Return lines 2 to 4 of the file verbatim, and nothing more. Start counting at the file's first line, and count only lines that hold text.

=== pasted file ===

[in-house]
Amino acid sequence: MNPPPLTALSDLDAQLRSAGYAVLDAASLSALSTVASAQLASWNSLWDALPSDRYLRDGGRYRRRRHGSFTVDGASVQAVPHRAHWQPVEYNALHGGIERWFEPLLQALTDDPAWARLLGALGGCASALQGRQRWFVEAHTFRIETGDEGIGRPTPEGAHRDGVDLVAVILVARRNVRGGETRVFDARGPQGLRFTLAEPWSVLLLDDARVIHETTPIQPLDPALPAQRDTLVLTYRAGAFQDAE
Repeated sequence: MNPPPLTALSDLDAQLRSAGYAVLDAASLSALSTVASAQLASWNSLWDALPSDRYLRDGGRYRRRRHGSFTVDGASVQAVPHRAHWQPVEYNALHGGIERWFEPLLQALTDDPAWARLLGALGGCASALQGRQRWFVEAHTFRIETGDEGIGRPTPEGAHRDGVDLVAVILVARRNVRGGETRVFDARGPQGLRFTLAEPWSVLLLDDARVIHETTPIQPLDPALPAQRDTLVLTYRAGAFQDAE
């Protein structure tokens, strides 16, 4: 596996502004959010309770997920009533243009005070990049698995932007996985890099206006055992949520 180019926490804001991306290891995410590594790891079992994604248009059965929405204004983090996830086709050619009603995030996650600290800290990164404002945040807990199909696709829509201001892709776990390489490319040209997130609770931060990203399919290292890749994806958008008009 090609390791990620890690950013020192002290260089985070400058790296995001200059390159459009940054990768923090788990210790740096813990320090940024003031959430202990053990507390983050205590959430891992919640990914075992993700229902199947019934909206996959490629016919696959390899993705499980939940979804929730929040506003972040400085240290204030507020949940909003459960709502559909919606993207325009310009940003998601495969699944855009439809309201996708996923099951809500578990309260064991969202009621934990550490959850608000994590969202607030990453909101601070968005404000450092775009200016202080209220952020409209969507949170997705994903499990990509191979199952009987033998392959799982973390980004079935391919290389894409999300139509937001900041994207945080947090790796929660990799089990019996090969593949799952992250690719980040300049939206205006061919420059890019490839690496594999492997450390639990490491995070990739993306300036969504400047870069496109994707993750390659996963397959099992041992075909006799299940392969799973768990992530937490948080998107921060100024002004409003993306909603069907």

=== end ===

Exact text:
Amino acid sequence: MNPPPLTALSDLDAQLRSAGYAVLDAASLSALSTVASAQLASWNSLWDALPSDRYLRDGGRYRRRRHGSFTVDGASVQAVPHRAHWQPVEYNALHGGIERWFEPLLQALTDDPAWARLLGALGGCASALQGRQRWFVEAHTFRIETGDEGIGRPTPEGAHRDGVDLVAVILVARRNVRGGETRVFDARGPQGLRFTLAEPWSVLLLDDARVIHETTPIQPLDPALPAQRDTLVLTYRAGAFQDAE
Repeated sequence: MNPPPLTALSDLDAQLRSAGYAVLDAASLSALSTVASAQLASWNSLWDALPSDRYLRDGGRYRRRRHGSFTVDGASVQAVPHRAHWQPVEYNALHGGIERWFEPLLQALTDDPAWARLLGALGGCASALQGRQRWFVEAHTFRIETGDEGIGRPTPEGAHRDGVDLVAVILVARRNVRGGETRVFDARGPQGLRFTLAEPWSVLLLDDARVIHETTPIQPLDPALPAQRDTLVLTYRAGAFQDAE
């Protein structure tokens, strides 16, 4: 596996502004959010309770997920009533243009005070990049698995932007996985890099206006055992949520 180019926490804001991306290891995410590594790891079992994604248009059965929405204004983090996830086709050619009603995030996650600290800290990164404002945040807990199909696709829509201001892709776990390489490319040209997130609770931060990203399919290292890749994806958008008009 090609390791990620890690950013020192002290260089985070400058790296995001200059390159459009940054990768923090788990210790740096813990320090940024003031959430202990053990507390983050205590959430891992919640990914075992993700229902199947019934909206996959490629016919696959390899993705499980939940979804929730929040506003972040400085240290204030507020949940909003459960709502559909919606993207325009310009940003998601495969699944855009439809309201996708996923099951809500578990309260064991969202009621934990550490959850608000994590969202607030990453909101601070968005404000450092775009200016202080209220952020409209969507949170997705994903499990990509191979199952009987033998392959799982973390980004079935391919290389894409999300139509937001900041994207945080947090790796929660990799089990019996090969593949799952992250690719980040300049939206205006061919420059890019490839690496594999492997450390639990490491995070990739993306300036969504400047870069496109994707993750390659996963397959099992041992075909006799299940392969799973768990992530937490948080998107921060100024002004409003993306909603069907």